Women And The Texts Of Scripture Essay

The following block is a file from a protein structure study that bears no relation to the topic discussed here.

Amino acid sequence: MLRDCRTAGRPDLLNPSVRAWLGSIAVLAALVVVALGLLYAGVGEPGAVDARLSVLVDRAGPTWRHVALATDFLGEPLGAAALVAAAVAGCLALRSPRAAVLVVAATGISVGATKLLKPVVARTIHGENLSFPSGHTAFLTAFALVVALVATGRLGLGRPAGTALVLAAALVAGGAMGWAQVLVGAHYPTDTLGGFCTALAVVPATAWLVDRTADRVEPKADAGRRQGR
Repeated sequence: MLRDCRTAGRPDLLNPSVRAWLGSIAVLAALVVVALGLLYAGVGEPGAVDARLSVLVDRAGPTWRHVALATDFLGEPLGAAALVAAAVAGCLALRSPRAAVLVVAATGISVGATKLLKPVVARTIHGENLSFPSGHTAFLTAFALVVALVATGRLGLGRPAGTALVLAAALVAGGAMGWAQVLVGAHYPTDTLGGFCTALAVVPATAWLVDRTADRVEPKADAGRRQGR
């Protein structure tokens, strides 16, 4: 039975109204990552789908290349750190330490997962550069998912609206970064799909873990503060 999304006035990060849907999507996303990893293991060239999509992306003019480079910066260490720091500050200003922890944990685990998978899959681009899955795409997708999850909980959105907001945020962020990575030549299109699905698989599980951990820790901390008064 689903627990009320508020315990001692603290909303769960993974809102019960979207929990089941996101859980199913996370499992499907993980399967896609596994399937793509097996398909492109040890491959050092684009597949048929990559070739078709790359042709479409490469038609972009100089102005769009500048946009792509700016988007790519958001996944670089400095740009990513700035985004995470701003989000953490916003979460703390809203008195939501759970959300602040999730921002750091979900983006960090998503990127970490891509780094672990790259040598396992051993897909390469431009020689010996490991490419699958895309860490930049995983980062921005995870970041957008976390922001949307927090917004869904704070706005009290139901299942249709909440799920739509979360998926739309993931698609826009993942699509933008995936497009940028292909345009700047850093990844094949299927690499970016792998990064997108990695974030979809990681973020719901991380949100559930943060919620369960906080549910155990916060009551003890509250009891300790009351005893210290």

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Bart Ehrman: Women and the Texts of Scripture In his chapter titled “The Social Worlds of the Text”, Bart Ehrman first deals with women’s roles in the church. Ehrman believes that Jesus and Paul originally emancipated women in such roles but later alterations sought to restrict women in ministry. The main areas of Scripture that Ehrman deals with are Galatians, 1 Timothy, and 1 Corinthians. Jesus and even Paul, though still adhering to certain aspects of patriarchy, had promoted the role of women. However a number of later textual alterations seek to restrict women's roles. Ehrman’s basic argument involving women’s roles in the church originates from seemingly contradicting statements supposedly written by Paul. He concludes that these contradictions were later added by scribes, rather than Paul, thus supporting his argument that the Bible is unreliable. Even though Jesus’ twelve disciples were men, we have reason to believe that women accompanied him on his travels. These women provided for him and his disciples financially and acted as patrons. They “accompanied Jesus during his final trip to Jerusalem, where they were present at his crucifixion and where they alone remained faithful to him at the end, when the male disciples had fled.”[1] Women, such as Mary Magdalene, were the first people to know of Jesus’ resurrection. The reason the gospel is so appealing to women is because the gospel is “for the poor, the sick, and the outcast.”[2] Women were considered the lowliest of people. The earliest Christian writers, including Paul, mention women as being important. “It is clear that women were seen as in no way inferior to their male counterparts in the church.”[3] One woman, Phoebe, was given the responsibility of carrying his letter to Rome, was a minister in the church, and lastly Paul’s own patron. Women, in short, appeared to have played a
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